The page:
bargain acquisition of
last week for $300 million isn't the only thing that could juice up earnings this year at the $1 billion company. There's also roast beef.
At the same time the diversified company is working to finalize the Snapple deal, it's putting the finishing touches on a selloff of its 355 corporate-run
roast beef restaurants to a major, and widely admired franchisee, closely held fast-food operator
RTM Restaurant Group
in Atlanta. The deal -- RTM's paying about $71 million and is slated to complete the transaction by June -- will transform Triarc's Arby's subsidiary into a franchisor, rather than operator, of restaurants.
That means no more mess and fuss running restaurants, just the work of product development, brand positioning and, of course, collecting franchise and royalty fees to add to Triarc coffers. The chain posted systemwide sales of $1.9 billion in 1995.
"Arby's is the quintessential cash cow," says Michael Branca, who tracks Triarc for
and notes it's too early to say how the Snapple move will affect the fast-food chain. "At the end of the day, Triarc will own the Arby's franchise but will not have any capital-intensive restaurants. Moreover, RTM is exceptionally astute and undoubtedly one of the best restaurant operators in the country."
A corporate reorganization plan for Arby's -- including layoffs -- is set to be announced April 21, people familiar with the plan say.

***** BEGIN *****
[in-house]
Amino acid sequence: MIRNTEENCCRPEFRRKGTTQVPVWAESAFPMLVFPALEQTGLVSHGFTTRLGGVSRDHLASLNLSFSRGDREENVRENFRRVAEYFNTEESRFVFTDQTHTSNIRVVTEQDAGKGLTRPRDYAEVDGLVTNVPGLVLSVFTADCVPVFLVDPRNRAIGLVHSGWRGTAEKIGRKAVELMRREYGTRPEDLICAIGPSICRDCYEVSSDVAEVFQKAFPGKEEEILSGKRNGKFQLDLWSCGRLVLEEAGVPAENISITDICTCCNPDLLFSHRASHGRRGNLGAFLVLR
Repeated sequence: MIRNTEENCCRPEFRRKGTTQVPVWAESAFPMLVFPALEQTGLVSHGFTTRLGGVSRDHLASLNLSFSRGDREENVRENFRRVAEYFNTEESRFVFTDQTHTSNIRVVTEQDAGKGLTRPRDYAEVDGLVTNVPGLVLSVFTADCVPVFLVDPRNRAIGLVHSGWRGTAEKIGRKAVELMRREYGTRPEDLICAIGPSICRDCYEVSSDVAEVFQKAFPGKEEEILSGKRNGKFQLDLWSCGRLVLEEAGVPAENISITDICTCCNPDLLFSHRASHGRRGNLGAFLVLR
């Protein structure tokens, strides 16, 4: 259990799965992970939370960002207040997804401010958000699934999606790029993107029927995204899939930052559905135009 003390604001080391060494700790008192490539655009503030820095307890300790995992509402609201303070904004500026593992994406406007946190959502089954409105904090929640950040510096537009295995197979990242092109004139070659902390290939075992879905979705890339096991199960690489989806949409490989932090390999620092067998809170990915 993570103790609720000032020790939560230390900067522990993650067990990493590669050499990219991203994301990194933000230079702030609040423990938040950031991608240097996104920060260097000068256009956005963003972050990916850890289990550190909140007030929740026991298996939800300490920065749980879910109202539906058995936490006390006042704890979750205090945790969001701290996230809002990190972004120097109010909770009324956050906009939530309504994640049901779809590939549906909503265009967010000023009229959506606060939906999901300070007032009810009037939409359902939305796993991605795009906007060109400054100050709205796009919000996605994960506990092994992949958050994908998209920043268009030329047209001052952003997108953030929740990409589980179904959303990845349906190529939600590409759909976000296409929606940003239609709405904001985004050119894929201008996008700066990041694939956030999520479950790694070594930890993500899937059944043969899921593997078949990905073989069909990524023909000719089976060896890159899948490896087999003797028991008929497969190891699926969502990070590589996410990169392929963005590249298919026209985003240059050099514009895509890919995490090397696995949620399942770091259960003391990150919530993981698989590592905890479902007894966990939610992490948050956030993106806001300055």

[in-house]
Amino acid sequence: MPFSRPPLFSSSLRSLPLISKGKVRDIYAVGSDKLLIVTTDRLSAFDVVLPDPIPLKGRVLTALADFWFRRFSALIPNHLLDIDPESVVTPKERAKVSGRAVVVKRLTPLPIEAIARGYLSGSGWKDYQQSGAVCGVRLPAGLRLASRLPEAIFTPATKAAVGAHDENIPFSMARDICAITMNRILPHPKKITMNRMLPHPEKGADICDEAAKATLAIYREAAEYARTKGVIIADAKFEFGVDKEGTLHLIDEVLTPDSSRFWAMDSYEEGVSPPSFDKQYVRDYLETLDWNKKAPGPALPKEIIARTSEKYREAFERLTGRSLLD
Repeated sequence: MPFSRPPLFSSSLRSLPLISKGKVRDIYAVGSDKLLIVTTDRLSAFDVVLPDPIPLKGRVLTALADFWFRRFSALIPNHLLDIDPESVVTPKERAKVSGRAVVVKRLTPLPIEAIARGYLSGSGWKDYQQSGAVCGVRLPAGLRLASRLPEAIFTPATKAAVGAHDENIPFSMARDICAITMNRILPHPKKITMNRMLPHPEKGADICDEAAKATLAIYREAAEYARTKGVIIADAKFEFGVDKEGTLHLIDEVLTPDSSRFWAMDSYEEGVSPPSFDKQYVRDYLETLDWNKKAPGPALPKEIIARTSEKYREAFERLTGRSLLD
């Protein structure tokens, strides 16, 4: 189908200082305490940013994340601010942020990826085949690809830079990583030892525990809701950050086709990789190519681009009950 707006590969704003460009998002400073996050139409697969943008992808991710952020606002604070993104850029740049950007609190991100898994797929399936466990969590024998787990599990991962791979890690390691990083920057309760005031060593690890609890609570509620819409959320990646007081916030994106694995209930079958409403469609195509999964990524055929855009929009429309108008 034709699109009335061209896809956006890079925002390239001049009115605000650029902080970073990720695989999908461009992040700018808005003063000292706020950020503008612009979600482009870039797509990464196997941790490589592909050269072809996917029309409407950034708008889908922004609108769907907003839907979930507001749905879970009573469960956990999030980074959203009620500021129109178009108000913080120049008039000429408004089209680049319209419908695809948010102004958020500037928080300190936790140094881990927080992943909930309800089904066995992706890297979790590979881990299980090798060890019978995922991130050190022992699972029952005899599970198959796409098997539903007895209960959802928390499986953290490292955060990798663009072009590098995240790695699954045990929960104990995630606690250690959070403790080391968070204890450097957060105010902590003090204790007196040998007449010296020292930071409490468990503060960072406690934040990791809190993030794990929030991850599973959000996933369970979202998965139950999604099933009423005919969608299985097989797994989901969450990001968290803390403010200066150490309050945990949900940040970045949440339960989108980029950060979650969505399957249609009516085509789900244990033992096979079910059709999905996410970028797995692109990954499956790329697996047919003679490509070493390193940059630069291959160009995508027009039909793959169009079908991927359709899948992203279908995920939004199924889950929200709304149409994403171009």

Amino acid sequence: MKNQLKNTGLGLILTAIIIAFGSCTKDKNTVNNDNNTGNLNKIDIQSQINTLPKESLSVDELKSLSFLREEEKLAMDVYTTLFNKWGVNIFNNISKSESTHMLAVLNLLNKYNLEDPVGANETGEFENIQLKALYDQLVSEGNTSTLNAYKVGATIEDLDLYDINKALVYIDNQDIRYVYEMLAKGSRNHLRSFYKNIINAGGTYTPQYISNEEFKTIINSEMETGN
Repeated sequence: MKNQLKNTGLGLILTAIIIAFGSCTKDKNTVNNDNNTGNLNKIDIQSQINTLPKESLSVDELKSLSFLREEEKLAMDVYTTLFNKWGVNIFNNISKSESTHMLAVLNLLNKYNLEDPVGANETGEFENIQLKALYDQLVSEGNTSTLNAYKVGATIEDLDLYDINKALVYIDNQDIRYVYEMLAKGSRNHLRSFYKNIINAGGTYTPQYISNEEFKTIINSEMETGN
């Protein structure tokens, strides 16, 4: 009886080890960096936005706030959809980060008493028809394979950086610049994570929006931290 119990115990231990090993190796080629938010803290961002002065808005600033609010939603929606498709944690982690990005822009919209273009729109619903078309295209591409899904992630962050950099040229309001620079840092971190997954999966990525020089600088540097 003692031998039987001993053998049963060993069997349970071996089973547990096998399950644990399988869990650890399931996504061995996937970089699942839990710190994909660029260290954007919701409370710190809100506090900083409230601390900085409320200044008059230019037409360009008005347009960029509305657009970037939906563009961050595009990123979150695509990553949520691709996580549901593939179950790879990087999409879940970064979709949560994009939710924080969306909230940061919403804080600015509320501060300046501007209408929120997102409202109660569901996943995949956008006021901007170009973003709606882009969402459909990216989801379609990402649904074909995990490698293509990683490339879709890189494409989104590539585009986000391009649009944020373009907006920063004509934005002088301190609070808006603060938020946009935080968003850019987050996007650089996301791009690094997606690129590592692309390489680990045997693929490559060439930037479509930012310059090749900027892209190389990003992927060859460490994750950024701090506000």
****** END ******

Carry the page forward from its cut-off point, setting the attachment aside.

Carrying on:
Lehman has had a buy recommendation on Triarc since October 1995, when shares traded just above 9, Branca says. (A few analysts dropped coverage in the last year.) Thursday, when the Snapple deal was announced, the stock closed up some 10% to 17 3/8, a 52-week high, while the
took its pre-Easter tumble of 140.11 points. Lehman has not participated in any underwriting for Triarc, at least since Branca has been following the company.
Triarc, which is slated to release 1996 earnings Monday after the close, is a mini-conglomerate with four businesses: beverages, including
and now Snapple; Arby's;
, a liquefied petroleum gas company; and
, a specialty dyes and chemicals concern.
consensus estimates for the year are 11 cents per share. John Maxwell Jr., of
Wheat First Butcher Singer
, says earnings could well exceed that figure based on his analysis of cash flow from continuing operations at Triarc last year.
Arby's, with 3,000 restaurants, has been struggling to reposition its fare as a cut above the fast-food burgers offered at industry leaders like
. A year ago, Arby's president and chief executive, Don Pierce, boasted he would upgrade some 150 corporate restaurants and pair them with one of three brands affiliated with Triarc:
, a Mexican concept;
, a concept featuring pasta with international sauces; and
, a cinnamon roll and coffee offering. Those plans stalled.
Last month Pierce was replaced by well-liked Arby's insider Roland Smith.
As for the MBA favorite, synergies, Triarc spokesman Martin Shea says it's too early to tell whether the lunch crowd will have a chance to buy diet peach Snapple with their roast beef sandwich and fries.
Arby's franchisees say bottled beverages just don't sell in fast-food restaurants. Customers prefer to buy their drinks from a fountain.
Franchisees of Arby's never cottoned to Triarc's
beverage brand. While the corporate-owned restaurants served up RC's drinks, franchisees early on refused to carry the brand and instead went with big names Coke and Pepsi.